Carp have been caught on all manner of baits ranging from the simple to the downright strange, tinned potatoes, marshmallows and beans to name just a few. Carp fishing remains to be the most popular discipline of angling, and with that in mind, anglers are always looking for to get the edge on their fellow anglers.
In this article, we’re going to list our top 5 carp baits of all time, how to use them and why they make the list. However, just because these are heralded as the best five carp baits of all time, it doesn’t mean other baits aren’t absolutely clinical in certain waters, so learn and experiment with different baits, it may just catch you the big one.
That’s right, we’re cheating straight away. Technically, particle mixes are made up of several pulses, seeds and nuts, often amongst spices and flavourings. Now, particle mixes are usually made from a base mix of hempseed, which on its own is an incredible carp bait, but in amongst a multitude of other goodies makes it all the more tempting. Particle mixes are generally spodded or boated out to a spot, but some PVA friendly mixes (contain no water) can be used in PVA bags. If you’re fishing tight to the margins, you can also spoon particle in easily, but there is no right or wrong way to bait up with particle. It’s such a good bait because it gets the fish grubbing around on the bottom, gorging on the small and generally safe particle when unbeknownst to them, you’re hookbait is lying in wait. Particle is cheap, versatile and carp absolutely love it, making it one of the best carp baits of all time.
Pellets are a good allrounder bait for any non-predatory fish in most waters. Like particle, they’re cheap, easy to use and versatile, making up spod mixes, PVA bags or fed by spoon. There are also a great number of pellet variations from salmon, halibut, trout and bait companies make all manner of flavoured injected pellets. The oil content of a pellet is generally what makes the pellet better or worse than another, as carp can taste the different flavour profiles in the water. Pellet is incredibly useful for laying down both large beds of bait to attract fish into your swim or compact to a small pile around your hookbait when trying to tempt a blank-saving carp in the remaining hours of the session. Carp struggle to resist the easiness that pellets represent and the majority of fisheries feed their carp on their own pellets, meaning they see pellet as far less of a threat than many other baits.
There are literally thousands of boilies to choose from on the market, from 4mm match boilies to 24mm+ for mammoth carp and catfish, and a whole host of different flavours and colours. The science that has been injected into boilie making over the past decade or so has been truly astounding and, as a result, the quality of bait continues to improve all the time. Boilies are literally a boiled paste ball made up of eggs, a dry base mix, colourants and flavourings, and the carp love them. There are even differences in texture, with shelf-life baits tending to be tougher than frozen boilies, and some boilies have eggshell, rock salt and many other components added to them to make them more enticing to passing carp. There are also pop-up boilies that float but are mainly used to be suspended above a silty or weedy bottom, to keep the hookbait free for a feeding carp. As a general rule of thumb, fishmeal-based boilies are better suited to late spring, summer and early autumn, with sweetmeal better during the colder months. It’s easy to get bogged down with the massive selection on offer with boilies, but with a little research of the water you’re planning to fish, you shouldn’t find it too hard to determine a good option from the massive range.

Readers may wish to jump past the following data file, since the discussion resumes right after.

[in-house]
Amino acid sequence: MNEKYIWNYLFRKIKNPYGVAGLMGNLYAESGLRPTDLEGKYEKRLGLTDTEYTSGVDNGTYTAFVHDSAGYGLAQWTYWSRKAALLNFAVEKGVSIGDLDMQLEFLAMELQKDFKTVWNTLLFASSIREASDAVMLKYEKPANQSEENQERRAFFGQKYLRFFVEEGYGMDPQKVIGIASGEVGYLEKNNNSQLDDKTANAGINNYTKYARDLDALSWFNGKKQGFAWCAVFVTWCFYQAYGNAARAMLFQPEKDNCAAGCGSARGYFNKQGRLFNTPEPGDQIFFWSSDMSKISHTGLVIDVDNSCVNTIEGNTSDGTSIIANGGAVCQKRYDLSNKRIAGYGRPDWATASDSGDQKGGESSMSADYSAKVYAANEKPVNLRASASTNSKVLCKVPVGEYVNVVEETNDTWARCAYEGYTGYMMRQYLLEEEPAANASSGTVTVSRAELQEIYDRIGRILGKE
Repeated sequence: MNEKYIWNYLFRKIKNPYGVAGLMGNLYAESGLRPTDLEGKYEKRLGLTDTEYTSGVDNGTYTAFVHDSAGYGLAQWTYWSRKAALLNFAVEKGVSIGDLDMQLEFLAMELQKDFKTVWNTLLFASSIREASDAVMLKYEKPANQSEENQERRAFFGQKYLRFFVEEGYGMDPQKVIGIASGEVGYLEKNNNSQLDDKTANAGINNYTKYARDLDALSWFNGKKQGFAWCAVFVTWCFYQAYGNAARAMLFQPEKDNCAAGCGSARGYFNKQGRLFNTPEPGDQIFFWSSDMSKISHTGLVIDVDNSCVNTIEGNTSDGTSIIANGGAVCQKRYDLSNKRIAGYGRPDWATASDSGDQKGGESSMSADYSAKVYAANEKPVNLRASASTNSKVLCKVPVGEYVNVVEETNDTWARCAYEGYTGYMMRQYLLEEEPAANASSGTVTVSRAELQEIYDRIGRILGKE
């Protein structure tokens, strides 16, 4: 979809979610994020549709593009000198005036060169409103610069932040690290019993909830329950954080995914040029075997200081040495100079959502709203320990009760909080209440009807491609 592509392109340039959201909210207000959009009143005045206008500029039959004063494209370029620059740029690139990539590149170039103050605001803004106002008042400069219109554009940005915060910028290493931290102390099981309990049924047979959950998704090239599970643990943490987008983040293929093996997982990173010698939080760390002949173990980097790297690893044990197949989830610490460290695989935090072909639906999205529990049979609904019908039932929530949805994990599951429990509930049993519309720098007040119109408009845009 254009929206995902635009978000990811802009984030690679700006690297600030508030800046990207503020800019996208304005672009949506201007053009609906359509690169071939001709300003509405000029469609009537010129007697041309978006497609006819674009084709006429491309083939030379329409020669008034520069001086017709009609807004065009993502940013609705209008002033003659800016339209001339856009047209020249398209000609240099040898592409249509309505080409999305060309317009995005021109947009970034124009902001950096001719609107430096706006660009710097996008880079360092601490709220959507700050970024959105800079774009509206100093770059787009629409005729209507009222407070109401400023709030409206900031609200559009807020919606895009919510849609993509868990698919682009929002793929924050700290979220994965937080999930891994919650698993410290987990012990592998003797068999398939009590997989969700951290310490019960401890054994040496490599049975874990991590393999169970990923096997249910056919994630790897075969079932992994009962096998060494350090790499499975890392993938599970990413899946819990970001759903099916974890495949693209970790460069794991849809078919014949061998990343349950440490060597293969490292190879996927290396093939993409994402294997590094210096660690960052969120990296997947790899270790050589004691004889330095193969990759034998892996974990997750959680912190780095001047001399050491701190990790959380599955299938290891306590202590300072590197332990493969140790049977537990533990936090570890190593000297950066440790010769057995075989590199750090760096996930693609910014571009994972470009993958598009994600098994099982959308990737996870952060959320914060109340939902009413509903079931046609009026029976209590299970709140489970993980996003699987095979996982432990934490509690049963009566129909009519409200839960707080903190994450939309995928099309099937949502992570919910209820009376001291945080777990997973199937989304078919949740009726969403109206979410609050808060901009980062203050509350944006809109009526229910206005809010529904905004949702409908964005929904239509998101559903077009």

We touched on maize earlier in the particle section, but maize on its own is a terrific carp catcher. These golden nuggets provide a great visual attractor and the brine inside a tin shop-bought sweetcorn has enough salt and sugar attractors to keep the carp coming all day. Some incredibly large fish have been caught on a few hair-rigged pieces of corn, and it’s a very inexpensive way to fish. You can, of course, add corn to your spod, boat and PVA mixes, you can blend it to be used in a dry mix and you can use it whole on any water in the country. You may attract some nuisance fish by fishing with corn, Bream, Roach and many other fish love corn too, however, if you use imitation corn on a hair-rig, you should be able to keep these nuisance fish at bay. This will also help if there are crayfish attacking your hookbaits in certain waters!
When every other bait in circulation has failed, maggots will catch you a fish. Carp and all other fish are almost hardwired to eat maggots, they are simply irresistible to freshwater fish. Maggots can be used dead or alive, they can be spruced up with flavourings or spices, they can be hooked, hair rigged or clipped up to any rig and they can be used in any mix from spod to PVA. If I could only fish with one bait for the rest of my life, it would be maggots, just get ready to work your way through silvers and bream to get to the big carp that will eventually bully them out of the swim!
Do you agree with this list? Have we missed off your favourite bait? Let us know in the comments and don’t forget to check out the website!